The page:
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National Information Center on Health Services Research and Health Care Technology (NICHSR)

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Introduction to Health Services Research : A Self-Study Course

Module 4: Search the Literature of HSR: Databases (Page 5 of 29)
Section 1: Health Services Research Databases and Information Resources

Accessing "Health Services" in NLM's Web-based Environment

Materials specially selected with a focus on health services research including clinical (emphasizing the evaluation of patient outcomes and the effectiveness of procedures, programs, products, services, and processes) and non-clinical (emphasizing health care administration, economics, planning, and policy) aspects of health care delivery, that comprised HealthSTAR, have now migrated to other NLM online web-based environments:

  1. journal citations are being added weekly to the NLM PubMed collection (http://www.ncbi.nlm.nih.gov/PubMed/)

    Snapshot of PubMed. This image opens in a new window. Close the window to return to this page.
  2. books, book chapters, technical reports and conference papers are added regularly to NLM's online catalog, LocatorPlus (http://locatorplus.gov/)
    Snapshot of LocatorPlus at NLM. Click the image to visit the site in a new window. Close the window to return to this page when you are done.
  3. meeting abstracts from the Academy for Health Services Research and Health Policy (formerly the Association for Health Services Research), the International Society of Technology Assessment in Health Care, and the Cochrane Colloquium annual conferences have moved to the NLM Gateway (http://gateway.nlm.nih.gov/) under the Meeting Abstracts category.
    Snapshot of the NLM Gateway. Click to visit the Gateway in a separate window. Close the window to return to this page.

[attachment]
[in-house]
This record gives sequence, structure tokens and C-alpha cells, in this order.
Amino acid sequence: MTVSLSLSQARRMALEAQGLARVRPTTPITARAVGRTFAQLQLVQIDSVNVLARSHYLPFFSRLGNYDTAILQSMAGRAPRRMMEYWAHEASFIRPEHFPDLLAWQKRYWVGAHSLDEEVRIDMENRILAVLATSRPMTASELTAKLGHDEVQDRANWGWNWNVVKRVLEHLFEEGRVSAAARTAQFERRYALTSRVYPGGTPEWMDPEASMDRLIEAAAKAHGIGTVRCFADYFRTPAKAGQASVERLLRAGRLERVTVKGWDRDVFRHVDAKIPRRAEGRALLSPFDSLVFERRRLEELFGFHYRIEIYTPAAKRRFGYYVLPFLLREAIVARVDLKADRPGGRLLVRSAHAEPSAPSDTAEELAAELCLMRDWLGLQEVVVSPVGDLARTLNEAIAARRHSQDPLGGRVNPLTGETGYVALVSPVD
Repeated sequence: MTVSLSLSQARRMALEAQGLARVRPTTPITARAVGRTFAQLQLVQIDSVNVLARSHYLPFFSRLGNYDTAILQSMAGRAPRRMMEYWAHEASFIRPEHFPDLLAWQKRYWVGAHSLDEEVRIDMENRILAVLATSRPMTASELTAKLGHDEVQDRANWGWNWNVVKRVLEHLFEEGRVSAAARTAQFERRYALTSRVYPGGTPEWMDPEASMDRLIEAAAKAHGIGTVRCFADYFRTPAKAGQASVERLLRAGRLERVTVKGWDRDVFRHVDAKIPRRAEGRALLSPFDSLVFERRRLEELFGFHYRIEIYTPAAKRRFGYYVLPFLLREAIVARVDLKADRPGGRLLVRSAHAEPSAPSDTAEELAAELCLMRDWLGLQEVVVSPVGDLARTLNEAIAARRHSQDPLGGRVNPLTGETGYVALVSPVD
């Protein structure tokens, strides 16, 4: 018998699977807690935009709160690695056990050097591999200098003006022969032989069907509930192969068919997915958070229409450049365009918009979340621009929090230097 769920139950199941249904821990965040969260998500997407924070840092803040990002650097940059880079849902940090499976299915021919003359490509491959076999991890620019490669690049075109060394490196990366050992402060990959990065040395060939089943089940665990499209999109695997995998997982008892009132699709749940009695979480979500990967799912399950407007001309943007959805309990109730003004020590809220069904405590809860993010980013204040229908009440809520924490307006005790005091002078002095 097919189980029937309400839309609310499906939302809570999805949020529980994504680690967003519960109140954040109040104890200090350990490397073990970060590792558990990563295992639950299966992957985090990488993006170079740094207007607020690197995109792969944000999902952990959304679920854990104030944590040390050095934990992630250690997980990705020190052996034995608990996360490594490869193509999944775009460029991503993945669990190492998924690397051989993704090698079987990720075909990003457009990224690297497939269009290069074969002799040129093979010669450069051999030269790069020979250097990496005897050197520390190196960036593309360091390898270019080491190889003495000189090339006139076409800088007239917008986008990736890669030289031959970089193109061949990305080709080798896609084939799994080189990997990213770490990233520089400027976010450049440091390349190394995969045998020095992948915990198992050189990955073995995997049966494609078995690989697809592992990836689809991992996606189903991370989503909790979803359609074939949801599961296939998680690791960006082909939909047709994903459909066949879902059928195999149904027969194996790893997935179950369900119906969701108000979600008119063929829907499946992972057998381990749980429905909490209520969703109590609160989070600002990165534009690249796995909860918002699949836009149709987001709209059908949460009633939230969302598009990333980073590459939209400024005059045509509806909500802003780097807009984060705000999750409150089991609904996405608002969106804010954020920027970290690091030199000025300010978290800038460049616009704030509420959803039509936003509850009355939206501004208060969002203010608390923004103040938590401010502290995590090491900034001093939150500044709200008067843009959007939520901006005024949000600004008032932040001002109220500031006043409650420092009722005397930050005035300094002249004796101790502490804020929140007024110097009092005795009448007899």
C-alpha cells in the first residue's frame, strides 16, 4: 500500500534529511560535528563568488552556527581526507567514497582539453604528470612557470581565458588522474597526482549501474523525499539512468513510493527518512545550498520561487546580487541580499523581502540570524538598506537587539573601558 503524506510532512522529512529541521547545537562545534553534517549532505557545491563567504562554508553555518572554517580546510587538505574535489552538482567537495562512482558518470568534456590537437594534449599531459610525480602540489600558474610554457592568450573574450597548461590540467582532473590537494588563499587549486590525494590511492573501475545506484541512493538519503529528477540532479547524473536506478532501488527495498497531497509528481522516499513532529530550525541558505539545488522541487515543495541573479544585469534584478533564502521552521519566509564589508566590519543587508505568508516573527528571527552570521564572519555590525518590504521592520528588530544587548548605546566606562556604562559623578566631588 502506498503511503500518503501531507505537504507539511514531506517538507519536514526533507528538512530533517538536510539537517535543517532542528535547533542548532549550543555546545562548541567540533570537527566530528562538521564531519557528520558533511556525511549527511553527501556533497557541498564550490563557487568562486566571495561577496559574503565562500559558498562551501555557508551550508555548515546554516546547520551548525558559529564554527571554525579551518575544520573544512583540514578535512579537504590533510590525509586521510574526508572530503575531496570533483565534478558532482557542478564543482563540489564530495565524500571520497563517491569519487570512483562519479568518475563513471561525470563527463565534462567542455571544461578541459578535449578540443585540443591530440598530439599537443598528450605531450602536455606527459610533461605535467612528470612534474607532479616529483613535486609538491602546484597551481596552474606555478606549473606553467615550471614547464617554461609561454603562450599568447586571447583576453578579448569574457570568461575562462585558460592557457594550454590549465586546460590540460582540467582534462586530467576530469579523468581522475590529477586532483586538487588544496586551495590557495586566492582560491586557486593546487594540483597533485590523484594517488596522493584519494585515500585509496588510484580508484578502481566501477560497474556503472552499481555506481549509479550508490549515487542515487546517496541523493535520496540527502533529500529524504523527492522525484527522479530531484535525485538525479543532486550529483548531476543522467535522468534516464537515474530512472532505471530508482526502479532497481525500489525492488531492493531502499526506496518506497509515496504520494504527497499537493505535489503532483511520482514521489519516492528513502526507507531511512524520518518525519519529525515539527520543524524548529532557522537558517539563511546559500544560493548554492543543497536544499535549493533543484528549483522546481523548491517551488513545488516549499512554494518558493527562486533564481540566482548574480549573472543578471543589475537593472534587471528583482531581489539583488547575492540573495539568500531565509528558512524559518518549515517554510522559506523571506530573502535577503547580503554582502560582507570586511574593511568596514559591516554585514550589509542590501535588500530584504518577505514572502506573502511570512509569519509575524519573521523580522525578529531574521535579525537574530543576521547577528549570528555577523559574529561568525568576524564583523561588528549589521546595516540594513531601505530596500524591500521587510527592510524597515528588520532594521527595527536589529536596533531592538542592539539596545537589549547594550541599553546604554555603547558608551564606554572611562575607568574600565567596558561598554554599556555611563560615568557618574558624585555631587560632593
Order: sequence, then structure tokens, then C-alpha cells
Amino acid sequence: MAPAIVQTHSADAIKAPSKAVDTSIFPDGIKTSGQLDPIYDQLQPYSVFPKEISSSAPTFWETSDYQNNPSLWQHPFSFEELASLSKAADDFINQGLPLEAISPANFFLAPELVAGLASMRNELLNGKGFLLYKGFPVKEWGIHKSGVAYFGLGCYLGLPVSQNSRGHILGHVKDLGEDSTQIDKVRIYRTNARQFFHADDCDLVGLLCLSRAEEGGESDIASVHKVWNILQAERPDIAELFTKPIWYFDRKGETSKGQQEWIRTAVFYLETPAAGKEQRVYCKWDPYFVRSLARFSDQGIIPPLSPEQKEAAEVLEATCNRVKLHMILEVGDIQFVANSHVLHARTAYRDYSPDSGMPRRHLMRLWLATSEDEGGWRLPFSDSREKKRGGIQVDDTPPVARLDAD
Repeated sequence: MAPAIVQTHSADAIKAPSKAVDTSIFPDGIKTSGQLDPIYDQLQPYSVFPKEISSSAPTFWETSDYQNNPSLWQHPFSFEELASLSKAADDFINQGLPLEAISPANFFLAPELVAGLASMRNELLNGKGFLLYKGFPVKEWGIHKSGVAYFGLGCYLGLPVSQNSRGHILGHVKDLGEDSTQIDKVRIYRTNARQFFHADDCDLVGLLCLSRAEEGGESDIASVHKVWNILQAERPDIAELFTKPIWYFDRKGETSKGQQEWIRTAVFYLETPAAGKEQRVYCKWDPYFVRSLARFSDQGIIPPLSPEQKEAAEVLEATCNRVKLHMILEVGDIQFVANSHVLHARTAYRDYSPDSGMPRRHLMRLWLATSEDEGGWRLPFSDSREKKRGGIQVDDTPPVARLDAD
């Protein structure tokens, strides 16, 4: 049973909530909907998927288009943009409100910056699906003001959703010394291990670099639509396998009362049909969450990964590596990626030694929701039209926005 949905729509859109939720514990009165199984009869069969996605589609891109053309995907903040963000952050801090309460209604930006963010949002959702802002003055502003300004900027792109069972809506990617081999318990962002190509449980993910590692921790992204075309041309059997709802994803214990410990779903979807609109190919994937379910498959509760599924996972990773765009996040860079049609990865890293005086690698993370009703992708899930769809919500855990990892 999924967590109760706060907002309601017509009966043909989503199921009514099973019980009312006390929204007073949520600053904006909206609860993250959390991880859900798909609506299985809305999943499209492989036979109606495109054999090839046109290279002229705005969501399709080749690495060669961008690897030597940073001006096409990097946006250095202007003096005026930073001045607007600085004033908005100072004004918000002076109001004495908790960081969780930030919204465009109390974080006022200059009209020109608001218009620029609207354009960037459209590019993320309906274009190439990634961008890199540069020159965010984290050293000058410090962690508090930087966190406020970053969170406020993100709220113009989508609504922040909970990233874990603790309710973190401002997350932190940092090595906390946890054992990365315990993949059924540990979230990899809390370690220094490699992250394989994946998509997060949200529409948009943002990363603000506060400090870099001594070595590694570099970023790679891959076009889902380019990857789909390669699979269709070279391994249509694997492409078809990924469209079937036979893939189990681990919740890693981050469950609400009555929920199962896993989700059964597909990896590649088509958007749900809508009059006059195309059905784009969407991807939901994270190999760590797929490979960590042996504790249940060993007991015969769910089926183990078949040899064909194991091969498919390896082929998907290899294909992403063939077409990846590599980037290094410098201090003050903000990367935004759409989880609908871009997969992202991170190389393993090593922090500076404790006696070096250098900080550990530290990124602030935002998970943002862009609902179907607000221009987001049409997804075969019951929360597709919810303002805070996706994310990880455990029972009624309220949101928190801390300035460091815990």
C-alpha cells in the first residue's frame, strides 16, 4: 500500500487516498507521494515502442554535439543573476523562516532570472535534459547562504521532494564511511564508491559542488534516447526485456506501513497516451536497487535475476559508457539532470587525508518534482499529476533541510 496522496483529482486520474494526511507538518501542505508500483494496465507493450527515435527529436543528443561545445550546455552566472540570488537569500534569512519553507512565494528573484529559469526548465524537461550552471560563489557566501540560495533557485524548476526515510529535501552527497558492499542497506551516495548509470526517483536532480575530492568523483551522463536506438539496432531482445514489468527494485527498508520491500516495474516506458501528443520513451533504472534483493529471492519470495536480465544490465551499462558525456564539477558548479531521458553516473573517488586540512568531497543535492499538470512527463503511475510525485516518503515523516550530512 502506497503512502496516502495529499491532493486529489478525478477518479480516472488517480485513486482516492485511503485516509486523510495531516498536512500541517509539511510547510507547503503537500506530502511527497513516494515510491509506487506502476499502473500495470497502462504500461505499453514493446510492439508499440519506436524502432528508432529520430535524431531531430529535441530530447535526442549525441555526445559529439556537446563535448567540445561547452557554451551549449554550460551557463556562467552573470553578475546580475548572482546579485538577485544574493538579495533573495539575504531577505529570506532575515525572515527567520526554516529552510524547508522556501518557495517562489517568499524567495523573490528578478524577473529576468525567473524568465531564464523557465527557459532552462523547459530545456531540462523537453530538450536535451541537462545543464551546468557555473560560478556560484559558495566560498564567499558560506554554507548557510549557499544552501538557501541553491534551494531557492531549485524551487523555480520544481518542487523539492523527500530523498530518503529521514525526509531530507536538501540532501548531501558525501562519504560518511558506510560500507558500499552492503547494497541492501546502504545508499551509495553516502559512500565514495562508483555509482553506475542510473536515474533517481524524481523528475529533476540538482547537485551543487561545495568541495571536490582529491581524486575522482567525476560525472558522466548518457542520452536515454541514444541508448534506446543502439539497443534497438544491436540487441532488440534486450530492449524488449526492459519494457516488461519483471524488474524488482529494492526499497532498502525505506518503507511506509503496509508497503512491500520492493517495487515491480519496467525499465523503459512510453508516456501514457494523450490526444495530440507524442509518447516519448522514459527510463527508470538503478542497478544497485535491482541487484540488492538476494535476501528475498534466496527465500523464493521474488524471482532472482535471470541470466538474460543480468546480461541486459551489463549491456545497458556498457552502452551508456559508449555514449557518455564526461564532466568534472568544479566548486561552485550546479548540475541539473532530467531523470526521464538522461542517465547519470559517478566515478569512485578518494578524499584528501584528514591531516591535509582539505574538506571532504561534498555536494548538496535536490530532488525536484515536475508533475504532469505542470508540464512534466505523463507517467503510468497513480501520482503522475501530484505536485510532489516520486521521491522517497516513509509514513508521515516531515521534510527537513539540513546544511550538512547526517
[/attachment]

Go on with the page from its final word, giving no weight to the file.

Users can go to these specific environments to search for HSR literature or they can use the NLM Gateway to simultaneously search across all information services.

HSR Information Central

HSR Information Central was developed to serve the information needs of the health services research community. The National Library of Medicine HSR Information Program initiated the project.

Partners in in populating the Web site include the Agency for Healthcare Research and Quality (AHRQ), the National Cancer Institute, AcademyHealth, the Cecil C. Sheps Center for Health Services Research and the Health Services Research and Development Service (HSR&D), at the Veterans Administration.

This rich resource is a cornucopia of links to

For those new to the field this is definitely a resource worth studying. For those with some experience in the field of health services research, the site is also worth visiting regularly as it is updated frequently. Students of health services research and faculty will also find the links valuable.

Some Database History - HealthSTAR

HealthSTAR - Health Services Technology, Administration, and Research - was an online bibliographic information service that resided as a separate database available from the National Library of Medicine from February 1994 (originally called HSTAR) to December 2000.

As of January 2001 HealthSTAR citations were merged with the Medline database. HealthSTAR was an important historical resource for librarians when it was a separate database. It is equally important merged with Medline citations.

Although HealthSTAR ceases to exist as a separate database, the selection and acquisition of HSR published and grey literature is still ongoing and is coordinated jointly through the NLM National Information Center on Health Services Research and Health Care Technology (NICHSR), Literature Selection Technical Review Committee (LSTRC), and Technical Services Division.

A description of the PubMed filters for Health Services Research can be found on the next page.

Exercise

  1. Pick a simple word or phrase to search and run it in PubMed, the NLM Gateway and LOCATORplus. How helpful will each of these portals be for your research?
  2. Examine one or more of the HSR Information Central resources above and list three or four reasons why that section or sections will be important to you and your user or research group.

Discussion Questions

  1. To your knowledge has the integration of HealthSTAR content into PubMed made it easier or harder to search for the health services literature?
  2. Isn't PubMed wonderful? What features do you particularly like about PubMed?
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